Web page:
All this makes it perhaps too convenient to write off Occupy as too white and too disconnected from the “Black community.” It’s no secret that, while Occupy has had a profound impact on activist culture, and for all its representation of the 99% and disenfranchised, it has not been an animating force among rank and file Black residents in Central Brooklyn, or any other predominately black neighborhood of which I’m aware.
But who are we as Black organizers in Black New York communities to judge? I’ve been working in Central Brooklyn for over 25 years and I’ve seen our own locally grown organizations in Central Brooklyn, many of which have been here for decades, function as political wallpaper. We too often operate innocuously in the background, failing to challenge the status quo or light the imagination of low-income people who have plenty to be angry and mobilized about.
My organization is doing its part to buck this trend building by identifying issues of importance to local people and mobilizing them to change local and regional policies. But homegrown, membership-based, direct-action organizing groups are rare in Central Brooklyn, especially those run by us “indigenous” people. And ultimately, foundation support and nonprofit structures we work within do more to circumscribe and contain neighborhood power than unleash it.
Not surprisingly, the most effective actions I’ve seen in this neighborhood – from defending public schools, to rallying behind people in danger of foreclosure – have been organized by people and grassroots bodies operating outside of established non profits structures. Meanwhile, the kind of decentralization and exhaustive participatory democracy valued by Occupy is virtually unthinkable in most community-based organizations.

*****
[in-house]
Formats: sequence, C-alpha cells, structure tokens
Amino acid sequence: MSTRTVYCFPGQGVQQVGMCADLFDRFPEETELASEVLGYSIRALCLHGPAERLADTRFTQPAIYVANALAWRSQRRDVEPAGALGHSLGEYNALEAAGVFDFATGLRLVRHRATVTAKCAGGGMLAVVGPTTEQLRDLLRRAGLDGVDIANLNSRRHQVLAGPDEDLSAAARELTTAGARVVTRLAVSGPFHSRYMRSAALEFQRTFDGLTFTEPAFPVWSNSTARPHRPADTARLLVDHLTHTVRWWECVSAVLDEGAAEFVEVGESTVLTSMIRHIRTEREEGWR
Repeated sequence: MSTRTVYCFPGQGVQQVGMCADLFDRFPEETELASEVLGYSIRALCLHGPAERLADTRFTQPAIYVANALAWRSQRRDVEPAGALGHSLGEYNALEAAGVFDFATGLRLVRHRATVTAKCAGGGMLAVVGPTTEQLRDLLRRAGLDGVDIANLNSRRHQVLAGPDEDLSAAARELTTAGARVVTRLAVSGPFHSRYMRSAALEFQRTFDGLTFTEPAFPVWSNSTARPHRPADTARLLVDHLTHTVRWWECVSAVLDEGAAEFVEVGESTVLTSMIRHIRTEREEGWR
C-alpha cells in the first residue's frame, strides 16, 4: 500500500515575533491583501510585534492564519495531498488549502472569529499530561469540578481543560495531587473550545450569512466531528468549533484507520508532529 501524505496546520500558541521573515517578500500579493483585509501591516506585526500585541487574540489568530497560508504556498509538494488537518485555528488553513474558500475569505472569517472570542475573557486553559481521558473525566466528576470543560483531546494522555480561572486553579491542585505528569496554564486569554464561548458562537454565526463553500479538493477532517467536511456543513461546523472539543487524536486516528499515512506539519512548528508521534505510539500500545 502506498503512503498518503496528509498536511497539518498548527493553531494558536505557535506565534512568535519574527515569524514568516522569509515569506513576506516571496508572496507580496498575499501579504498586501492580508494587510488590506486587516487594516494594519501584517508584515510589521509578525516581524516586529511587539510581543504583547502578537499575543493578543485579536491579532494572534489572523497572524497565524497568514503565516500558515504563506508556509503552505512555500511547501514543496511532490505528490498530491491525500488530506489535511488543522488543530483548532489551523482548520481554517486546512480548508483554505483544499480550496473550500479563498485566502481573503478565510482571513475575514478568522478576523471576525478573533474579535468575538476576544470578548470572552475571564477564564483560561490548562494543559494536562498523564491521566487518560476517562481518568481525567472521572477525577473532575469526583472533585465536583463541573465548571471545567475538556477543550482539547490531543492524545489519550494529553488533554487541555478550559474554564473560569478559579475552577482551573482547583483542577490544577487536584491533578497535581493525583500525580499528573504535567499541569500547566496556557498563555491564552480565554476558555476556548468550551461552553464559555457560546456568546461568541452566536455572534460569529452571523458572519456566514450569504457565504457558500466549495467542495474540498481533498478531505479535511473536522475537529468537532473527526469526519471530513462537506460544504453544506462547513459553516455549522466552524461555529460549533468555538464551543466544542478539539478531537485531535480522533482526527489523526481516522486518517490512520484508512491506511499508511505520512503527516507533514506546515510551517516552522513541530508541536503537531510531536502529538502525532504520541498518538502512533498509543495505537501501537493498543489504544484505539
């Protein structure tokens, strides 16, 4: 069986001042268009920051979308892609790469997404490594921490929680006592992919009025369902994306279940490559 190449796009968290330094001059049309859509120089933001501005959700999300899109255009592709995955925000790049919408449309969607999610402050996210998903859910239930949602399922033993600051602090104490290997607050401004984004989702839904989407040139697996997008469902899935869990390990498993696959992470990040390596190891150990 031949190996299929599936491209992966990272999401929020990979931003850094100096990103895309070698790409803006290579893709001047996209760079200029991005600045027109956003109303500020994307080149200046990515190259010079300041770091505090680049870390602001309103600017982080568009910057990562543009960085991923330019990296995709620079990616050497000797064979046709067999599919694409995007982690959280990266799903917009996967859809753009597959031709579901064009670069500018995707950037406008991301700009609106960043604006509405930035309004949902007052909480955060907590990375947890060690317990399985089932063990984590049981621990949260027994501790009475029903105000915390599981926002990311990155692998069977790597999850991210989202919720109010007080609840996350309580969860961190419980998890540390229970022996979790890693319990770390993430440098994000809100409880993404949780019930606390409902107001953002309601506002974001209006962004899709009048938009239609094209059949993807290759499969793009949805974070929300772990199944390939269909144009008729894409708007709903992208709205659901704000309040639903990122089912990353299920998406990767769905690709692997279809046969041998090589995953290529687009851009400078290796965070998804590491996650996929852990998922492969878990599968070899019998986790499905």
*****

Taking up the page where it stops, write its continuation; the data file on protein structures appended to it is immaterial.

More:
It’s tempting to ask whether the media, labor unions, and philanthropists alike would have lavished as much attention on a group of middle-aged, unemployed, non-college educated, black folks camping out in Zuccotti Park. Perhaps it’s not even a fair question. The more relevant one is, what can veteran community-based activists of color in New York learn, say, from Occupy’s ability to politicize and activate legions of true believers? What can we crib from their communications and messaging savvy, tactical creativity, and their genius in harnessing of righteous indignation? How do we decentralize our organizations, throw off the trappings of non-profit status, and trust democracy more? How do we build a sense of community beyond neighborhood boundaries and connect local issues to national struggle and outrage?
These are lessons I hope to study in my own organization as we bring Occupiers into our fold and collaborate with Occupy’s new incarnations, especially now that Zuccotti is behind us. The point is, the Occupy Movement is not activism 2.0, at least not in Central Brooklyn. Rather, those of us with a legacy of neighborhood action and a lived understanding of racial justice must become the next generation of Occupy.